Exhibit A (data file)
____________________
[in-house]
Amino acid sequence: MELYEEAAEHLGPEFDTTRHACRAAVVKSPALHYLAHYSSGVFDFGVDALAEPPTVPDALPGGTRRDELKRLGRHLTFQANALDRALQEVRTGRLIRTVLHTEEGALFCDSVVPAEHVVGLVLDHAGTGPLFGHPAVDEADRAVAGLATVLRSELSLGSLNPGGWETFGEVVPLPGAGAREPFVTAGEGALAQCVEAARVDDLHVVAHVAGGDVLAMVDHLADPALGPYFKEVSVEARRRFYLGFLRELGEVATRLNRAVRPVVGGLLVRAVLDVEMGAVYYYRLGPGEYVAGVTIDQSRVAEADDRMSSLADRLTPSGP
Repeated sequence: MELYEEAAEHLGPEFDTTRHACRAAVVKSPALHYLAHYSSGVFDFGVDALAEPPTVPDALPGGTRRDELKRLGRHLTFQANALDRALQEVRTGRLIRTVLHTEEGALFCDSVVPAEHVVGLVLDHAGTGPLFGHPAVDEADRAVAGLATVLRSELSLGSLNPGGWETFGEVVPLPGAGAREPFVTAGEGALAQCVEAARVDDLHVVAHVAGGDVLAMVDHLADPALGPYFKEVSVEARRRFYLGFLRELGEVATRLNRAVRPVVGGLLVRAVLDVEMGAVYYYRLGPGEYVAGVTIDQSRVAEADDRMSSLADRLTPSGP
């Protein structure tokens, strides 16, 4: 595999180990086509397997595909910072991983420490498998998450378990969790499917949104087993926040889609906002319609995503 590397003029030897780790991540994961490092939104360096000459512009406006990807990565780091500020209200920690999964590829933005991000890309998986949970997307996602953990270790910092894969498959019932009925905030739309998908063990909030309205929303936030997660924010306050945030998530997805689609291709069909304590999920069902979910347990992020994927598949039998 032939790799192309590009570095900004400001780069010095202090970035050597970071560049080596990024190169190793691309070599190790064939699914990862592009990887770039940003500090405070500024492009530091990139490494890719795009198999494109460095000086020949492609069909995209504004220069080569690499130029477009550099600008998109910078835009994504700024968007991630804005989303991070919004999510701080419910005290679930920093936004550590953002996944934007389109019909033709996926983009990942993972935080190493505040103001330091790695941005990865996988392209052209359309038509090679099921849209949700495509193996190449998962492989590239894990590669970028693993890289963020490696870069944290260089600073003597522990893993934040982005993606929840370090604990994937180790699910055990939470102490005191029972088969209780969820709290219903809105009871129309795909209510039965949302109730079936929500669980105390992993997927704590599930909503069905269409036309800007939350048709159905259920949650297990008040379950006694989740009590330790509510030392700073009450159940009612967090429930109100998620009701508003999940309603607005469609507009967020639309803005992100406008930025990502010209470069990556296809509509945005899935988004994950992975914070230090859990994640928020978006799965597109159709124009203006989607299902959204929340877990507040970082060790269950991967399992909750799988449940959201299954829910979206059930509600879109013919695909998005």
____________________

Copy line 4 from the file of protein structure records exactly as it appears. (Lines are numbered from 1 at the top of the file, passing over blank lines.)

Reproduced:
């Protein structure tokens, strides 16, 4: 595999180990086509397997595909910072991983420490498998998450378990969790499917949104087993926040889609906002319609995503 590397003029030897780790991540994961490092939104360096000459512009406006990807990565780091500020209200920690999964590829933005991000890309998986949970997307996602953990270790910092894969498959019932009925905030739309998908063990909030309205929303936030997660924010306050945030998530997805689609291709069909304590999920069902979910347990992020994927598949039998 032939790799192309590009570095900004400001780069010095202090970035050597970071560049080596990024190169190793691309070599190790064939699914990862592009990887770039940003500090405070500024492009530091990139490494890719795009198999494109460095000086020949492609069909995209504004220069080569690499130029477009550099600008998109910078835009994504700024968007991630804005989303991070919004999510701080419910005290679930920093936004550590953002996944934007389109019909033709996926983009990942993972935080190493505040103001330091790695941005990865996988392209052209359309038509090679099921849209949700495509193996190449998962492989590239894990590669970028693993890289963020490696870069944290260089600073003597522990893993934040982005993606929840370090604990994937180790699910055990939470102490005191029972088969209780969820709290219903809105009871129309795909209510039965949302109730079936929500669980105390992993997927704590599930909503069905269409036309800007939350048709159905259920949650297990008040379950006694989740009590330790509510030392700073009450159940009612967090429930109100998620009701508003999940309603607005469609507009967020639309803005992100406008930025990502010209470069990556296809509509945005899935988004994950992975914070230090859990994640928020978006799965597109159709124009203006989607299902959204929340877990507040970082060790269950991967399992909750799988449940959201299954829910979206059930509600879109013919695909998005």